He began to weep. Not simply moist eyes or mild tears; he openly sobbed. When I asked what I said that had hurt him so badly, he replied, “I just realized I’m not a fool.

All my family and every one of my friends scolded me for staying with her and trying to fix the marriage. They tell me I’m a fool. She cheated. With my best friend, she cheated. Lied, sneaked around, treated me like dirt.

“I wondered if I am a fool to come to this marriage intensive, but in the last few minutes I realized I’m not a fool.”

As you explained various reasons to be committed to a relationship, I realized that I have some very important reasons to make this work. Strong reasons. I’m not a fool.”

So what was it that made him realize he was not a fool to try to save his marriage?

Michael Johnson on Commitment

The commitment section of our marriage intensive that the young man reacted to is based on research by Michael P. Johnson, PhD, from Penn State. Years ago, I read one of his scholarly articles and contacted him to ask his permission to use it as I worked with marriages. Since then, I read everything I can find that he writes on commitment. Though several approaches to commitment exist in the social science world, I like Mike’s best.

Johnson describes commitment as doing whatever it takes to keep a relationship alive.

He believes that commitment falls into three major categories; personal, moral, and structural. He explains those three mean “I want to,” or “I ought to,” or “I have to” stay in this relationship. Under those, he lists ten dimensions, each of which may keep a person committed to a relationship.

I like to think of each of the ten as a lifesaving rope. My friend Jeff King owns a company that changes light bulbs on towers. When he is personally on a tower and bad weather pops up, he says that he ties himself off with every harness available to keep from being blown to his death. These commitment ropes do the same for a relationship. Sometimes storms come that may separate us from the relationship we have. When that happens, every rope is a lifeline that may keep the relationship alive.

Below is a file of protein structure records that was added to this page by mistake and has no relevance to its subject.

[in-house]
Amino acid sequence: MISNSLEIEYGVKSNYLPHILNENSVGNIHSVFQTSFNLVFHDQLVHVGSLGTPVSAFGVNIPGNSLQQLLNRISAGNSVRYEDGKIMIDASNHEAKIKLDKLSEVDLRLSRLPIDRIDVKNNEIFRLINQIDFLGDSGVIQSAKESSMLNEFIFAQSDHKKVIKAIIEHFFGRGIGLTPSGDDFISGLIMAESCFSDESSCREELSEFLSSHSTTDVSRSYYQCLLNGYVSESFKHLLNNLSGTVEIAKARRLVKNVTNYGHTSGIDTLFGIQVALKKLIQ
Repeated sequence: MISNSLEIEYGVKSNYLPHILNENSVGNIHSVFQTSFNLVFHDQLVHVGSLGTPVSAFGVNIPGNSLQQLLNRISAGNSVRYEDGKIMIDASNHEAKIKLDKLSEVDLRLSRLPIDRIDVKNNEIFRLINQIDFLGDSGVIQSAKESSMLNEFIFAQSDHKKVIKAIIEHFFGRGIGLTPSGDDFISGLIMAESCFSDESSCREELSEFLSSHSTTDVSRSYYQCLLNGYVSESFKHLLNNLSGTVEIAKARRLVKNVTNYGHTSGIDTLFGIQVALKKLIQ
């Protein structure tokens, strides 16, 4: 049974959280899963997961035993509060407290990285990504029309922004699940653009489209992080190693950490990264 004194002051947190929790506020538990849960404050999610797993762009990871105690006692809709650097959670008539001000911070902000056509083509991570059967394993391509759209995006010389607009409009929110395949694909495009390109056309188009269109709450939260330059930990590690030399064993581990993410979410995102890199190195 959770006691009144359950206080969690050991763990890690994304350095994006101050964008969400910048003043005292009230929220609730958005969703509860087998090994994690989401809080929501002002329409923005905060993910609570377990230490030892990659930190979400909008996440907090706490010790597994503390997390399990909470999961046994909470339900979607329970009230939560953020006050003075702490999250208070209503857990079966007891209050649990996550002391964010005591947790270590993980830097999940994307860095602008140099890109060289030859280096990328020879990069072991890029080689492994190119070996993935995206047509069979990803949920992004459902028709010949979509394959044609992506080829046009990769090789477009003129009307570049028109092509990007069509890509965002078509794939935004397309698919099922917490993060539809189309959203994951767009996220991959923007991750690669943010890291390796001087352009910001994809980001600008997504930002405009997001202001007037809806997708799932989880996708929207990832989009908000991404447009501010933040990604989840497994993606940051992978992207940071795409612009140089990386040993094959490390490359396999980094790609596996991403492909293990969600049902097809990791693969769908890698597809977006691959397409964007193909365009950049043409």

The young man mentioned at the beginning of this article realized he had several strong ropes that could and should keep his marriage alive, and that each had tremendous value in his life.

Think about which are important to you.

Personal Commitment - "I Want to Be in This Relationship"

Personal commitment is when one wants to continue a relationship. That desire may come from one or more of these areas:

  • The person feels a positive attitude toward the relationship; he enjoys or feels good about the relationship.
  • The person feels a positive attitude about the partner; she feels love, affection, or affinity with the partner.
  • The person feels a relational identity with the partner. Relational identity is the extent to which one's involvement in a relationship is incorporated into one's self-concept. It is when a person thinks more of “we” than “I”, and feels a part of a team or closely bonded with the other.

Moral Commitment - "I Ought to Stay in This Relationship"

Moral commitment involves a sense of self-constraint. It is doing what one feels is right, which may or may not be what one wants to do at the moment. It is the internal value system of the person, not an external value system that may be placed on him by the society in which he operates.

Moral commitment is the feeling that one ought to continue a relationship. This sense of obligation may come from one or more of these areas: